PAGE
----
The third and perhaps most significant aspect of this statement of vision is its reception. Last November, three months after the Avila chapter ended, approximately twenty Englishspeaking Dominican provincials gathered with the head of the order for a leadership conference. Meeting in the Irish Dominicans' house of studies in Tallaght, near Dublin, the group studied and reaffirmed the statement. Elected chapter delegates, like visiting lecturers, have a freedom to speculate about possibilities because their role does not involve implementation. But provincials are the implementors. That a group, by office faced daily with the limits of their world and their men, should be enthusiastic about the call of future options reflects well on the way those options have been set out.

What are they? What were the frontiers the Avila chapter described, and what is the challenge they present? This is what I want to describe in this article. I am addressing this "in house" Dominican issue because it really goes beyond the borders of the order. It concerns the shape of ministry in the United States. The history of the past century has shown that ideas can mobilize men and women. There truly are ideas whose time has come. When the desire to act and the call to action coincide many a foot begins to move. Perhaps that is what we are seeing here. The frontiers of life described in the Avila chapter are:

The frontier between life and death
The frontier between humanity and inhumanity
The frontier of Christian experience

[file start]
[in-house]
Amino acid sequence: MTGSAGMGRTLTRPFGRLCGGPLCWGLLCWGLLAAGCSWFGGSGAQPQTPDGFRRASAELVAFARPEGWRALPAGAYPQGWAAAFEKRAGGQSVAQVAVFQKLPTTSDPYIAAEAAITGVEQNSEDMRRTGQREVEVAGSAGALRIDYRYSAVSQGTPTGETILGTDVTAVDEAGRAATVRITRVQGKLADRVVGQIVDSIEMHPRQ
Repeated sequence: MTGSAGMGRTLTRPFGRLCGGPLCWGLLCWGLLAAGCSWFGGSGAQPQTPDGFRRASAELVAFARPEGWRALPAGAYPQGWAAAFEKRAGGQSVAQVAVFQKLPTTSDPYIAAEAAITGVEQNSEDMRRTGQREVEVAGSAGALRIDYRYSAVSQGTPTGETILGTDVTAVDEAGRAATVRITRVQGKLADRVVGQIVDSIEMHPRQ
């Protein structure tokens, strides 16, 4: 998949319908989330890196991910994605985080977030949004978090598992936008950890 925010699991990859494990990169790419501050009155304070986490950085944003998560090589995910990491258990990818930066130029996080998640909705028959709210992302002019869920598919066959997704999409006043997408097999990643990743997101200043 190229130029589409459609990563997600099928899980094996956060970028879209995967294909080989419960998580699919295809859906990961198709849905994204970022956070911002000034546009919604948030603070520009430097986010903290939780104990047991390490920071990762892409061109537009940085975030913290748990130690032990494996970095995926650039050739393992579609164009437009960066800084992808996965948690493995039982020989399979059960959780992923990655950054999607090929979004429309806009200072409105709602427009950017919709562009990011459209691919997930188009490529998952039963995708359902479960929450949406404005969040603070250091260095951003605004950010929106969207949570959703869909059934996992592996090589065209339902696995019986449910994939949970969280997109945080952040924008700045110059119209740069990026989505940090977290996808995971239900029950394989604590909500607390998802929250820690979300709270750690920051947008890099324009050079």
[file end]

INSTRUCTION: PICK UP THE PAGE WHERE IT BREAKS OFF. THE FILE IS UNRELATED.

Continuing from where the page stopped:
The frontier of religious experience
The frontiers of the church.
I want to describe, albeit summarily, what the authors mean by each of these frontiers, for they obviously involve more than these headings indicate. Listed simply as they are, they sound like slogans. There is more to them than that. They represent the assessment of current and future ministry reached by people well experienced in the work of the Church.

Second, I want to look at the changes their implementation would require. Most of us, especially our American Dominican institutions, are placed fairly solidly in the middle of the Church's life. There are some who maintain that such a "middle" designation extends across the board -- middle class, middle brow, etc. Be that as it may, if life on the frontiers described by the Avila chapter is to become typical of our ministry we will have to look less to external structures and more to inner resources for support. Again, this possibility would not be noteworthy were it not for the reception it is receiving among elected officials in the order.